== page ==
Review by C.J. Bunce

When we think of the big horror franchises, Halloween, Friday the 13th, and A Nightmare on Elm Street come to mind.  But for audiences coming of age in the 1990s, you may need to add Scream to that list.  Neve Campbell, Courtney Cox, David Arquette, and Skeet Ulrich are back again in the unlucky town of Woodsboro, where the serial killers behind the long “ghostface” mask first made their mark on the town 25 years ago.  Another movie delayed by the pandemic, this new Scream delivers goofy slasher horror fun with all the right beats, proving once and for all this franchise is here to stay.  Scream is now in theaters and available on streaming platforms including Paramount+ and Amazon Prime.

Shaft, Halloween, Predator, Fast & Furious, Final Destination, Star Wars, Star Trek–all these franchises have proved by repeating movie titles (sometimes twice or adding a “the”) that audiences don’t really care about titles, so long as you deliver the goods.  That’s the case for the fifth Scream movie, titled just like the original, Scream.  Like the 1996 Scream 25 years ago, the 2022 Scream learned everything from Halloween, the original slasher horror franchise, and its recent sequel trilogy, using all that made the first entry in the franchise popular while only slightly updating it as a 21st century homage–and often a spoof–of itself (yes, the last Star Wars and Star Trek movie trilogy did that, too).  Although it doesn’t take itself seriously, this Scream knows all the elements that make a modern horror suspense thriller “requel” work (don’t know the word?  It’s explained in the movie).  The result, like last fall’s Halloween Kills, is a horror movie fans of the original are bound to enjoy.

This Scream may even be better than the original.  It has the best of both worlds, a new cast of interesting characters to take the franchise forward, and the stars of the original (even those who played characters killed in the original).  It’s not about whodunnit, but how directors Matt Bettinelli-Olpin and Tyler Gillett and writers James Vanderbilt and Guy Busick are going to reveal it all.  In this case, it’s by doing everything the same as the Halloween franchise did for Halloween Kills, including bringing everyone back to the town of a crazed serial killer on an auspicious anniversary.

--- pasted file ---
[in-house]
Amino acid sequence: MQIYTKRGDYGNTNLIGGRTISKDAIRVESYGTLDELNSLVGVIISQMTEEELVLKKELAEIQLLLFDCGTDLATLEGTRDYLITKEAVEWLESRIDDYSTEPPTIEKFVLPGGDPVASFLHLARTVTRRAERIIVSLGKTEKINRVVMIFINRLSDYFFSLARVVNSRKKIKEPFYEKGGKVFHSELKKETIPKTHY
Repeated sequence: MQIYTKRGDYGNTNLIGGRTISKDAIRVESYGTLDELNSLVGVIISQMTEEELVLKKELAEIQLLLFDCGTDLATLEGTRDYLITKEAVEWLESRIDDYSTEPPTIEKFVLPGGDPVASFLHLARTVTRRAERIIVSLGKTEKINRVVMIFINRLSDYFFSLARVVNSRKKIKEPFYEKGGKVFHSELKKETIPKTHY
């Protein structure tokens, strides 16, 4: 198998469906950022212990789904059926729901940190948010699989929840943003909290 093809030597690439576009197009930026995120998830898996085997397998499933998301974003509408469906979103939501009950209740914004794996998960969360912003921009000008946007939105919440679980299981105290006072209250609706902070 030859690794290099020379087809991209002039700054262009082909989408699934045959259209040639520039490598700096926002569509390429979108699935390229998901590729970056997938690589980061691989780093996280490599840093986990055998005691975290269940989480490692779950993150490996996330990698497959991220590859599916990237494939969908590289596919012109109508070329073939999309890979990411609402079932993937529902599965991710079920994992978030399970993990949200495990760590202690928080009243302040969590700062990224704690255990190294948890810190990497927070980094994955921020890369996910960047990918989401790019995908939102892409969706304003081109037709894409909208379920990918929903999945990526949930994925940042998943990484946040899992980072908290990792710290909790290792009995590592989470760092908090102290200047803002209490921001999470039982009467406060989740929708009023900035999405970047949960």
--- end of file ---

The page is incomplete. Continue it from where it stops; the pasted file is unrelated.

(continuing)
Who is behind the mask this time?  Why is he (or she or them) after a high schooler and her sister?  Why is everyone in town hooked on the Stab movie franchise, which echoes the “real-life” murders in Woodsboro?  Scream will test the bounds of audience’s appreciation for “meta” stories.  It’s likely no other movie has taken the idea this far–so far.  This means all the rules of slasher movies get revisited.  Do they still apply?  As characters bash the previous movie installment (the writers mean Scream 4, but in the movie it’s the last Stab) the writers bring back tangent character ties from all four previous entries.

The best feature is that the new stars–and their characters–have enough of what it takes to deliver a promising sequel in 2023.  That’s new scream queen screen sisters Jenna Ortega (Iron Man 3, Insidious 2) and Melissa Barrera (In the Heights), and friends played by Dennis Quaid and Meg Ryan’s son Jack Quaid (The Hunger Games, Logan Lucky), Cuba Gooding, Jr.’s son Mason Gooding (Star Trek Picard), Jasmin Savoy Brown (Grimm, For the People), Dylan Minnette (Awake, Lost), Kyle Gallner (Veronica Mars, Medium), and Mikey Madison (Once Upon a Time in Hollywood).  There’s talk by the characters about how movies pass the torch to a younger new cast in sequels, and the kids of former movie stars starring in this sequel/requel proves that out in yet another layer of meta quirkiness.  And that’s voice actor Roger L. Jackson back as the voice.

It’s the first sequel in the franchise not directed by Wes Craven, who died in 2015.

This one doesn’t disappoint.  Catch Scream in theaters or at home on Paramount+, Amazon Prime, or other streaming platforms now.